As the Minnesota Legislature prepares to head into session next week, Greater Minnesota city leaders are urging lawmakers to put aside the growing partisan divide and focus on the “bread and butter” issues that keep communities across the state healthy.
“The Legislature has a strong opportunity to address key issues like Local Government Aid funding, infrastructure repairs and the child care shortage. The greatest danger this session is that legislators will squander this moment of economic strength in our state,” said Bradley Peterson, executive director of the Coalition of Greater Minnesota Cities (CGMC), during a pre-session conference call with statewide media this morning.
“Legislators have a prime opportunity to build on progress made over the last couple of sessions. They can’t let partisanship or the distraction of the upcoming elections stand in the way of getting work done,” he said.
David Smiglewski, mayor of Granite Falls and president of the CGMC, added, “As city leaders and as Minnesotans, we have to demand that they stay focused, buckle down and do their jobs.”
Tax bill talks must include LGA
Leading into the session, legislators have been vocal about the need for tax bill to address issues that have sprung up due to the recent federal tax overhaul. Peterson said this focus on taxes creates an opportunity for the Legislature to address Greater Minnesota cities’ needs by passing an increase in Local Government Aid (LGA). The CGMC is seeking a permanent $30.5 million increase, the amount needed to bring LGA back to its 2002 high-water mark.
“If legislators are serious about passing a tax bill, it must include LGA,” Peterson said.
Ron Johnson has served for 18 years on the city council of Bemidji, a growing community for which LGA is particularly important because nearly half of property in the city is tax-exempt. He has seen LGA funding ebb and flow through the years and says it has a direct impact on the health of his community.
“Our city is prudent — we squeeze extra mileage out of our vehicles and try to be mindful about the amount our residents pay in fees and taxes — but we have necessary expenses. Nothing costs the same as it did in 2002 when there was more LGA to go around,” Johnson said.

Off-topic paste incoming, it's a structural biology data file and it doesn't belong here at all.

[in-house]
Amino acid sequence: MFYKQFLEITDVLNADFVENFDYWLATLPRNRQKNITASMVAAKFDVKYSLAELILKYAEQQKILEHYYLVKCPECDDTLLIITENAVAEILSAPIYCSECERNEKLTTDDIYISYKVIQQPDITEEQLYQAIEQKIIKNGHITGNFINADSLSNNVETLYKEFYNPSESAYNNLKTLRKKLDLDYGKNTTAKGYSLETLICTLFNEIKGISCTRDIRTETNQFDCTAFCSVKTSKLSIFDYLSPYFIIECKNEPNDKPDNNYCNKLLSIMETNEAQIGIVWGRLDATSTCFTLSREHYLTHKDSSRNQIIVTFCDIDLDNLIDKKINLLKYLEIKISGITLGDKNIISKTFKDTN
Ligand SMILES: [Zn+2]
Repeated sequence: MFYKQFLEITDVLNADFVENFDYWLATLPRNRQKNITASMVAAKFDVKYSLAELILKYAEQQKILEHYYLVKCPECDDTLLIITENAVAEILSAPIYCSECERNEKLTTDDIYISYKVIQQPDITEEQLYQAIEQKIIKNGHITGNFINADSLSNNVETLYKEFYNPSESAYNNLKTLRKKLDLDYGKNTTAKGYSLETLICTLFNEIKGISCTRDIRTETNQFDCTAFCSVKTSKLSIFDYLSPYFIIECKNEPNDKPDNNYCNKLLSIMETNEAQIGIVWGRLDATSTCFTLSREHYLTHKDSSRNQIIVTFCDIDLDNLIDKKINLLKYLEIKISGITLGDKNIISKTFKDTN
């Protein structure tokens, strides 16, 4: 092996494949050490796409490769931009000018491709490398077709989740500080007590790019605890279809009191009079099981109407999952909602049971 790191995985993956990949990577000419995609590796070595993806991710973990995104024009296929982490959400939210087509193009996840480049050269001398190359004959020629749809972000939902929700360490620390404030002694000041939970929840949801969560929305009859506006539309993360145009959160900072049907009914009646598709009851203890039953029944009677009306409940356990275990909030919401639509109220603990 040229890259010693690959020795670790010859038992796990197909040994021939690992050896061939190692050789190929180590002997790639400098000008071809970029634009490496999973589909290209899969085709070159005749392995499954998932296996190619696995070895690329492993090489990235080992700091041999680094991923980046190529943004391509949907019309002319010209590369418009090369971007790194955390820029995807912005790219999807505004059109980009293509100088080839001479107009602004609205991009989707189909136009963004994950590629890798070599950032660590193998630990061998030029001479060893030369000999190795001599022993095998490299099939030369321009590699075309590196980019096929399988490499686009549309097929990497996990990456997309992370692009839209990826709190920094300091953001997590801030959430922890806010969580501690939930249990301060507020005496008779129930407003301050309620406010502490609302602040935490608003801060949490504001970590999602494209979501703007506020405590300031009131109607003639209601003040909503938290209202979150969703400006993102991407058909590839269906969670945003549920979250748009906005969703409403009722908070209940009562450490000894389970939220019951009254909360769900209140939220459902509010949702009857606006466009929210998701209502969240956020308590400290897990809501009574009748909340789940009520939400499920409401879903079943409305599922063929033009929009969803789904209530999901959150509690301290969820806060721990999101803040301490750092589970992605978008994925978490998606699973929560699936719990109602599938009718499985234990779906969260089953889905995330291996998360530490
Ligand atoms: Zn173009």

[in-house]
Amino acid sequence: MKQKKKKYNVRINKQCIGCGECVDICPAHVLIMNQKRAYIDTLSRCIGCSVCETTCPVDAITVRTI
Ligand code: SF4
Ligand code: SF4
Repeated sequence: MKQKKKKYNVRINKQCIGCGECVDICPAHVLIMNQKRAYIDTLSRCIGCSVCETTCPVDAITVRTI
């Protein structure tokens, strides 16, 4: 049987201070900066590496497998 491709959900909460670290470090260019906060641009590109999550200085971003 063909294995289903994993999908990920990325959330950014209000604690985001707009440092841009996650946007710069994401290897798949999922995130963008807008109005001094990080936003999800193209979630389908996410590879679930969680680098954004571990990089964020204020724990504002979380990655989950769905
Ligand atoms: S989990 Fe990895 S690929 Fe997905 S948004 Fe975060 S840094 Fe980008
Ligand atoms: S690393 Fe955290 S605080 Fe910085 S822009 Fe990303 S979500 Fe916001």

The 2017 Legislature passed a modest $15 million LGA increase, which Bemidji used to hold down its property tax levy. Other communities used the extra funds on needs like fire equipment or park improvements, while numerous cities found that higher employee health insurance costs more than ate up any LGA increase.
If the Legislature passes the desired $30.5 million increase, Johnson said his city has discussed hiring a community development director — a position eliminated due to LGA cuts in the mid-2000s — to help take advantage of opportunities for economic growth. For Granite Falls, Smiglewski said an LGA increase would likely be used to replace outdated equipment.
“We have a list of needs a mile long — and we’re not talking about $100,000 waterfalls here,” Smiglewski said.
Costly water infrastructure upgrades can’t wait
Due to aging infrastructure and new water quality regulations, hundreds of cities in Greater Minnesota are currently faced with having to invest millions in expensive upgrades to their wastewater and drinking water facilities. The CGMC is requesting $167 million in bonding for state grant and loan programs that help cities meet these astronomical costs.
Little Falls is among the cities relying on a bonding bill to pass this year. The city needs to renovate its wastewater treatment plant, a project estimated to cost more than $17 million. It is currently on the list to receive a $7 million grant through the state’s Point Source Implementation Grant Program, but that money will only come into fruition if the program is funded in the bonding bill.